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The Beer Circle » Beer Facts, The Beer Circle » Hashing – The Next Olympic Sport?

Hashing – The Next Olympic Sport?

What is hashing, you may ask?

Hashing mixes athleticism, hard work, and friendly competition mixed with a touch of hedonism. Hashing began in Kuala Lumpur, Malaysia, in 1938, when a group of British colonial officials and expats founded a running club called the Hash House Harriers. They named the group after their meeting place, the Selangor Club, nicknamed the “Hash House.”

The runs were patterned after the traditional British paper chase. A “hare” was given a head start to blaze a trail, marking the way with shreds of paper, all the while pursued by a shouting pack of “harriers.” The harriers didn’t know the route and had to follow the clues to stay on trail. Apart from the excitement of chasing the hare and solving the clues, reaching the end was its own reward: the thirsty harriers would find a tub of iced-down beer.

Goals of the Hash

. . . from the 1938 charter of the Kuala Lumpur Hash House Harriers

  • To promote physical fitness among our members
  • To get rid of weekend hangovers
  • To acquire a good thirst and to satisfy it in beer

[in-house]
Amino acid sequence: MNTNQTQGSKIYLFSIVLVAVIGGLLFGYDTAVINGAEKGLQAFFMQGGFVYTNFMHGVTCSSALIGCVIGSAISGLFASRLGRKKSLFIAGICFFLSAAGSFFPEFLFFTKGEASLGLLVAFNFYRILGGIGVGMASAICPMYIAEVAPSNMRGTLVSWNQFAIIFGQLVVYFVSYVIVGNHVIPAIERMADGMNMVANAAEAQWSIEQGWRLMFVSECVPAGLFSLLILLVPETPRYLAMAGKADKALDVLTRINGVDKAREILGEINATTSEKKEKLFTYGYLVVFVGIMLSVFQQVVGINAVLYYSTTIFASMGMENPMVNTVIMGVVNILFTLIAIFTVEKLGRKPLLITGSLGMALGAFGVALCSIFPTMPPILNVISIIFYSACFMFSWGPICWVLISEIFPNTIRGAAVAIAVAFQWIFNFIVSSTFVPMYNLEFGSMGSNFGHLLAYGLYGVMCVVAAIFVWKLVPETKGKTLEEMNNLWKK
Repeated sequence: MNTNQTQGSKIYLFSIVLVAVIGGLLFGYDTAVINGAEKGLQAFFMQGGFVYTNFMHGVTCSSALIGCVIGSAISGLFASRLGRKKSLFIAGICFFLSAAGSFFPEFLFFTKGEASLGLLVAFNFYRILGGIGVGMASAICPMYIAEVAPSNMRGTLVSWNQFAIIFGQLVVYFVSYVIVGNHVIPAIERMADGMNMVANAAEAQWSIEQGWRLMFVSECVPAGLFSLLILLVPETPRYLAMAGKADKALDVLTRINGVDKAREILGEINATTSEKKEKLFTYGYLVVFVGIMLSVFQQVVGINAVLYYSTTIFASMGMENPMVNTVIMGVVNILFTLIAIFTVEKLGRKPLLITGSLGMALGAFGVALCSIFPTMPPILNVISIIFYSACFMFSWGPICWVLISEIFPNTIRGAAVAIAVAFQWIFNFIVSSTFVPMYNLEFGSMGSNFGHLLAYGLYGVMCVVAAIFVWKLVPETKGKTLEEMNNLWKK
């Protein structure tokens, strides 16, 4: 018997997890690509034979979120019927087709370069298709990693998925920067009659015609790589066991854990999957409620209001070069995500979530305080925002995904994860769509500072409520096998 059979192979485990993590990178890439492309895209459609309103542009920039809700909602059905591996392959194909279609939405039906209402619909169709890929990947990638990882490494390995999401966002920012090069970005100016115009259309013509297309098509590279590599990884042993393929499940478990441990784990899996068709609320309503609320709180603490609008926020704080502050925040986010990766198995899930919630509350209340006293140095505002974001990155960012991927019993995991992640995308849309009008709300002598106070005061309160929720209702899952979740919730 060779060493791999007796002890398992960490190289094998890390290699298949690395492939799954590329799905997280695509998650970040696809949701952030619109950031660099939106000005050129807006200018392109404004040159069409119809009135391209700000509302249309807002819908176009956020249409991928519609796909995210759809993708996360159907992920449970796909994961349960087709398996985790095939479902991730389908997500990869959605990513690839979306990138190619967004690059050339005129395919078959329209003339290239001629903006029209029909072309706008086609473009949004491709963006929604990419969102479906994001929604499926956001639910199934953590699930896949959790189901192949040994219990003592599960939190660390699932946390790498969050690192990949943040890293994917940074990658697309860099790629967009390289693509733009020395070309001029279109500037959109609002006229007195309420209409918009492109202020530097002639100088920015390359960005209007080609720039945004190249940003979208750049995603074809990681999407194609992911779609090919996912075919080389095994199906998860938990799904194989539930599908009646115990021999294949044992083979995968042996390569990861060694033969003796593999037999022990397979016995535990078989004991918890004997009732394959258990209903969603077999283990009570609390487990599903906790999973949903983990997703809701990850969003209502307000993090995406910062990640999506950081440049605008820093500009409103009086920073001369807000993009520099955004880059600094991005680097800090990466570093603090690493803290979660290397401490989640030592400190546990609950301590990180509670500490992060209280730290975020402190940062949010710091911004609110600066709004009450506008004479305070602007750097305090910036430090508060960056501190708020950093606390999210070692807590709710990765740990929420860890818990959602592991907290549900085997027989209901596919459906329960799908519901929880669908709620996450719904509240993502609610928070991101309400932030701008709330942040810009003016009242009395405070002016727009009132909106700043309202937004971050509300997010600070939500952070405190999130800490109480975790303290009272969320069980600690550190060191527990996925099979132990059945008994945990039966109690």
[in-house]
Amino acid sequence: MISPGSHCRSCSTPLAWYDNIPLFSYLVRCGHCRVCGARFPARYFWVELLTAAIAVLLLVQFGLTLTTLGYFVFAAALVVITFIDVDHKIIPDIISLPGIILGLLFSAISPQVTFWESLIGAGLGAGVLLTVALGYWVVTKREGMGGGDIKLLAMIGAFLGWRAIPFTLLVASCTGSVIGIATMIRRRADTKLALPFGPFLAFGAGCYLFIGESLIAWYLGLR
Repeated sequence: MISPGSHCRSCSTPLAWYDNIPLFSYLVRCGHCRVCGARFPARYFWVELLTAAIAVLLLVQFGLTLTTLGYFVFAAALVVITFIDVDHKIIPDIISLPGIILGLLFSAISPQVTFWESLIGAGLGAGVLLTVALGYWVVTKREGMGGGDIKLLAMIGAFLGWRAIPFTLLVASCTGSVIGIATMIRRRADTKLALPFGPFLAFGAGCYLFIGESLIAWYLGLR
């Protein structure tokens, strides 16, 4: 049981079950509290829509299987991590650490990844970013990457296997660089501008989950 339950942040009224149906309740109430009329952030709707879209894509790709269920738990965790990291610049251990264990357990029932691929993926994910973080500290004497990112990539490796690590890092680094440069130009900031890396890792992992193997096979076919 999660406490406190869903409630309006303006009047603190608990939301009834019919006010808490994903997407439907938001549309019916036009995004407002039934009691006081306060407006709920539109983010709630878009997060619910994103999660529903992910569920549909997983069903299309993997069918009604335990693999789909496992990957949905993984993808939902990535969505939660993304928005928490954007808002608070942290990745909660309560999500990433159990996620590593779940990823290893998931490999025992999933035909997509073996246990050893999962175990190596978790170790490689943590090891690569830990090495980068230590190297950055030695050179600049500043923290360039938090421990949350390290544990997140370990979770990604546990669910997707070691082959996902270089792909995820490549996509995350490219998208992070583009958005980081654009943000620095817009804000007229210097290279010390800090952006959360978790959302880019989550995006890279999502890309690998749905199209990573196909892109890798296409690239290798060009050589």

• To persuade the older members that they are not as old as they feel

Course Markings

Setting a Course

  • Trails may pass through any type of terrain.
  • The hare can mark the trail with whatever they see fit.
  • Specials marks are used to indicate a false trail, a backtrack, a shortcut, or a turn. The most commonly used mark is a “Check,” indicating that hashers will have to search in any direction to find the continuation of the trail. If the hare is thoughtful  the check and become a “beer check” with some liquid encouragement for the harriers.
  • There are two types of trails. “Live Trails” are laid by hares who are given a head start, while “Dead Trails” are pre-laid hours or days before the Hash begins. Live trails and dead trails are also known as “Live Hare” and “Dead Hare” trails, respectively.
  • Trails usually are point A to point B. Sometimes point B is close to point A for the sake of convenience.
  • The distance can vary. If you are the hare, you’ll need to look at the harriers and determine what is best.
  • The hare should be responsible for the after-chase refreshments but that is up to the entire group to determine.


The reward is here. After the chase, the harriers receive their reward for a great chase: beer.

Give hashing a try and let The Beer Circle know how it went. I intend to start a hashing with my running group. We already celebrate runs with recovery beers so a beer-centered run shouldn’t be much of a stretch.

It is time for the craft beer world to come together for a great cause. Let’s get hashing into the next Olympics!




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Written by Bob Pack

Simply put, Bob is a beer lover. He goes out of his way to try new beers whenever he can find them. The love of trying new beers had resulted in a beer label collection of over 1400. When it comes down to it, Bob is a hop head. He loves IPAs (including double and black). Stouts are a close second. His tweet reviews on @nova_beer are simple and approachable. Let him know what you think. Find Bob Pack on Google Plus

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